1k ( PL ) 2012-03-19 06:03
To entertain this debate and add an interesting bit about Lee Sedol having a hard time giving a pro shodan 2 stones, there was this remarkable comment by two Japanese 9 dan pros, quoted by Peter Mioch in his Daigo series of go articles on another go portal. The comment was regarding the strength of Cho Chikun, who was at that time (2000) competing with O Rissei for the 24th Kisei title. One of the 9 dans said that "he perhaps could not expect to win against Cho, even if he were to receive a two-stone handicap". The other replied "Well, are you positive you'll win with three stones then?"
Seeing how Cho Chikun was/is a top Japanese player, like Lee Sedol is now, we could argue that possibly Lee Sedol could, in fact, give many pros (including but probably not limited to shodans) 2 stones and show good results :)
Two things to bear in mind, though:
1. This is purely theoretical :)
2. That was 2000, now it's 2012.
k14 ( GB ) 2012-02-03 08:02
Instead of N11, would K9 have been better and joined (saved) white? Thanks you (my first post)
It might be true that it is harder to become a pro in China/Korea than it is in Japan. It *might* be. However, even if it is true, the difference is extremely tiny in the grand scheme of things. Even the Lee Sedol would have a difficult time giving 2 stones to a pro shodan (be it Chinese/Japanese/Korean).
That is, the essence of MilanMilan's message was that artem92 has pro-level strength now. MilanMilan did not have to say that in a way that could offend Japanese pros. This only hurts the game of go internationally by developing extra antagonism between go-loving people of different nationalities.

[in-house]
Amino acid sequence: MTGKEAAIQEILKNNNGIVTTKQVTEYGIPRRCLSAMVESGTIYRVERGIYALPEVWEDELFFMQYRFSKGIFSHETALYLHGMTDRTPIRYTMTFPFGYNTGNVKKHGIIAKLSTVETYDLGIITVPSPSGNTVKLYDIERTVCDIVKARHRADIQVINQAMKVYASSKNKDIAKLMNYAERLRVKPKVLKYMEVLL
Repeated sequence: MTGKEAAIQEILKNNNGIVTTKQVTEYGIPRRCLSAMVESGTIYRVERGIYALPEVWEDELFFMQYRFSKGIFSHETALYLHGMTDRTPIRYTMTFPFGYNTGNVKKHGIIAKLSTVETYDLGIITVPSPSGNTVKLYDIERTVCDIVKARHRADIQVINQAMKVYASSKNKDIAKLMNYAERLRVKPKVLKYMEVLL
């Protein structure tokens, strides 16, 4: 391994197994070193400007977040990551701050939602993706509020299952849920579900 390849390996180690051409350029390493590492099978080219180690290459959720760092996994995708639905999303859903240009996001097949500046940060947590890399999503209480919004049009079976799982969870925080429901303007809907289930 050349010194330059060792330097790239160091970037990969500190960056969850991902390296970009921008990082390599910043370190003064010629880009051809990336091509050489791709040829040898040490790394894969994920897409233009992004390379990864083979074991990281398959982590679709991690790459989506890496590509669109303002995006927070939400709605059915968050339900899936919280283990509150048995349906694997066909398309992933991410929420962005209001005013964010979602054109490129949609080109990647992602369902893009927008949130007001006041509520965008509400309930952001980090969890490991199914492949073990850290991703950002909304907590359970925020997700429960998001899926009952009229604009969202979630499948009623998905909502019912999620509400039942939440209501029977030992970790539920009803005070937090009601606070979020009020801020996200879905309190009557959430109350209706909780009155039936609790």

Since MilanMilan is himself a PROFESSIONAL, he should have complimented artem92 in a more professional manner.
9d 2012-01-26 01:01
mpepe i think you are unaware that it is significantly harder to become pro in china or korea. also there is a significant difference in strength. you can look it up
6dan ( HU ) 2012-01-23 06:01
Well I played,chinese,japanese and korean pros also (usually 3 stone,sometimes less) and most of the games was close,couldnt see any difference. (win against the korean lose against the japanese tho)and good intertanional example when Iyama Yuta beaten Lee Sedol and Gu Li in a row and won a title.
1d ( RU ) 2012-01-23 02:01
mpepe, japanese pros are weaker than chinese/korean. Proof: http://senseis.xmp.net/?ProfessionalTournaments
As you can see, japanese pros show miserable results in international tournaments.
6dan ( HU ) 2012-01-23 01:01
I dont like this comment: "MilanMilan thinks that Artem has already reached Japanese pro level" Pretty arrogant.Is it mean that a chinese or korean pro 1 or 2 stone stronger than a japaness?I dont think so especially if hutoshi4 is an insei in japan(I dont know for sure) who is in a same level like smartrobot(chinese pro)but maybe rapyuta is a better example(tho not insei anymore)Sorry,my english is not so good.